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FMLA

FMLA: Overview

01/01/2015

HR Law 101: Since 1993, the Family and Medical Leave Act has provided eligible employees up to 12 weeks of unpaid, job-protected leave per year for the birth, adoption or foster care of a child; caring for a child, spouse or parent with a serious health condition; or convalescence after an employee’s own serious health condition …

How federal law prohibits family caregiver discrimination

12/30/2014
While family caregiver discrimination is not a new protected category (and no federal law expressly prohibits employment discrimination against caregivers), a number of laws provide protection for employees with caregiving responsibilities.

Is employee ready to return to work? Provide a list of essential job functions

12/29/2014
When an employee wants to return from FMLA, you can require a specific fitness-for-duty certification from the doctor. But you also have to provide the employee with a list of the job’s essential functions for the doctor to use to decide fitness for duty. Otherwise, the doctor’s statement that the employee is fit for work may be very general—and then the employer will be obliged to let the worker return.

HR staffing: Those who handle discipline shouldn’t have access to FMLA info

12/23/2014

If you have a large enough HR office, it makes good sense to keep the FMLA request and approval process separate from the disciplinary process. Doing so ensures that someone with expertise in FMLA administration handles the entire process. But there is an additional benefit.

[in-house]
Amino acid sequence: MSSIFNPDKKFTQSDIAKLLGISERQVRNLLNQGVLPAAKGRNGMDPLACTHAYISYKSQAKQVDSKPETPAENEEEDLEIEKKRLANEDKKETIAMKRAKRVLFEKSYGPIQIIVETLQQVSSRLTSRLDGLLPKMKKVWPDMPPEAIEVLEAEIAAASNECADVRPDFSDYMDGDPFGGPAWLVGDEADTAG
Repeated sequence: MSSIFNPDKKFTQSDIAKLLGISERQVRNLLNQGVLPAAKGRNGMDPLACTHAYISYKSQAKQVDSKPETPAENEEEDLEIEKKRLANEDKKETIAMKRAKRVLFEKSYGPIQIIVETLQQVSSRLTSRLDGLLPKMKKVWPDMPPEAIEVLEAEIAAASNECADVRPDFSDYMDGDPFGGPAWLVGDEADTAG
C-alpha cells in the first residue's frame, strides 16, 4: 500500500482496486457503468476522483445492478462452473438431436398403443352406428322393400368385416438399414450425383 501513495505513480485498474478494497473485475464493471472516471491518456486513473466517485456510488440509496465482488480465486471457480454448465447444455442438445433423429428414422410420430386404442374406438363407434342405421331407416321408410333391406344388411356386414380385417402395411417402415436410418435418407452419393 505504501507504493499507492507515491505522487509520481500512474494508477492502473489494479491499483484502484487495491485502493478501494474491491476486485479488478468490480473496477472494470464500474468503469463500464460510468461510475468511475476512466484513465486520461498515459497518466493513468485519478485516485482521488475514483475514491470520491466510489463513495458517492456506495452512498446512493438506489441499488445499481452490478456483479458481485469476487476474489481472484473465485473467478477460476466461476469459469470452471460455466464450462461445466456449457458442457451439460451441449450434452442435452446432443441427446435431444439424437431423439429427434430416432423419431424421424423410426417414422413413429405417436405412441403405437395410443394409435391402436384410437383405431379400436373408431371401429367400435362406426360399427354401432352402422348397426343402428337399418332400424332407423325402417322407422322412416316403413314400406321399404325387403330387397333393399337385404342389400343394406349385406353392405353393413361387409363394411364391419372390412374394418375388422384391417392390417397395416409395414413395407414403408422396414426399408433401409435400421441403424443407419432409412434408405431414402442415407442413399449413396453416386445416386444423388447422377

No accommodation request, no unemployment benefits

12/05/2014
Some employees who quit for health reasons may be entitled to unemployment compensation. But that’s only true if they first give their employers a chance to consider possible accommodations.

Remind managers and supervisors: No comments about pregnancy, family planning

12/05/2014
When it comes to pregnancy announcements, the only appropriate response is a hearty “Con­­grat­­u­­lations!” Keep your thoughts on family size, birth control and other pregnancy-related concerns to yourself and warn others to follow suit.

When FMLA resentment turns into harassment

12/01/2014
FMLA rules say that employers, “are prohibited from discriminating or retaliating against an employee for having exercised or at­tempted to exercise any FMLA right.” That’s why it’s important to remind supervisors (and all employees) that the FMLA is a legal right and taking it should never be grounds for criticism or punishment.

FMLA may cover some independent contractors

11/13/2014
A federal appeals court has cast doubt on the longstanding belief that independent contractors are never “employees” under the FMLA.

Explain FMLA benefits to employees before they hit their one-year anniversary

11/07/2014
Employees have to wait a year before becoming eligible for FMLA leave. But it’s wise to let them know about the law—and the benefits it provides—before they reach that one-year anniversary.

Put an immediate stop to co-worker harassment over FMLA use

11/05/2014
Some supervisors and co-workers who don’t have children may resent having to pick up the perceived slack while the new mom or dad is home with their bundle of joy. The same may be true if other employees view someone’s FMLA use as frivolous or unnecessary. When co-workers or supervisors ridicule other employees for using FMLA leave, that may be retaliation.